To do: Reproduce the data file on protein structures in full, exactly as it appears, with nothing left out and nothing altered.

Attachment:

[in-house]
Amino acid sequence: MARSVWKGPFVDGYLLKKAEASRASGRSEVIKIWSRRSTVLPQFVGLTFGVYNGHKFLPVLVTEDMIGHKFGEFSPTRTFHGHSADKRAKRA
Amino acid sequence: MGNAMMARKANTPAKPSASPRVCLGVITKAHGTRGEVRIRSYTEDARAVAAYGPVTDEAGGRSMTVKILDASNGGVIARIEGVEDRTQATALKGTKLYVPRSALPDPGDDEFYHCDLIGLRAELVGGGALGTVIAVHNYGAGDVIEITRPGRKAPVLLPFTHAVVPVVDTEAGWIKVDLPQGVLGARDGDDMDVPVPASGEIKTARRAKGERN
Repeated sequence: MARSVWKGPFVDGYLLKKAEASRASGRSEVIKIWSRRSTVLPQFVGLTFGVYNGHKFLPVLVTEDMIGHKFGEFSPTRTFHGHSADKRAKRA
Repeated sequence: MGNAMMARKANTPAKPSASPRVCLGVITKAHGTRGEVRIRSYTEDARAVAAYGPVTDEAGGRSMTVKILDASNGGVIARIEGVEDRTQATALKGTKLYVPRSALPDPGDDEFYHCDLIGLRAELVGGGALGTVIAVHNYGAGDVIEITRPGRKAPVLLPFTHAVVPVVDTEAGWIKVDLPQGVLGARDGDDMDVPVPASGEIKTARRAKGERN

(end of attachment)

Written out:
[in-house]
Amino acid sequence: MARSVWKGPFVDGYLLKKAEASRASGRSEVIKIWSRRSTVLPQFVGLTFGVYNGHKFLPVLVTEDMIGHKFGEFSPTRTFHGHSADKRAKRA
Amino acid sequence: MGNAMMARKANTPAKPSASPRVCLGVITKAHGTRGEVRIRSYTEDARAVAAYGPVTDEAGGRSMTVKILDASNGGVIARIEGVEDRTQATALKGTKLYVPRSALPDPGDDEFYHCDLIGLRAELVGGGALGTVIAVHNYGAGDVIEITRPGRKAPVLLPFTHAVVPVVDTEAGWIKVDLPQGVLGARDGDDMDVPVPASGEIKTARRAKGERN
Repeated sequence: MARSVWKGPFVDGYLLKKAEASRASGRSEVIKIWSRRSTVLPQFVGLTFGVYNGHKFLPVLVTEDMIGHKFGEFSPTRTFHGHSADKRAKRA
Repeated sequence: MGNAMMARKANTPAKPSASPRVCLGVITKAHGTRGEVRIRSYTEDARAVAAYGPVTDEAGGRSMTVKILDASNGGVIARIEGVEDRTQATALKGTKLYVPRSALPDPGDDEFYHCDLIGLRAELVGGGALGTVIAVHNYGAGDVIEITRPGRKAPVLLPFTHAVVPVVDTEAGWIKVDLPQGVLGARDGDDMDVPVPASGEIKTARRAKGERN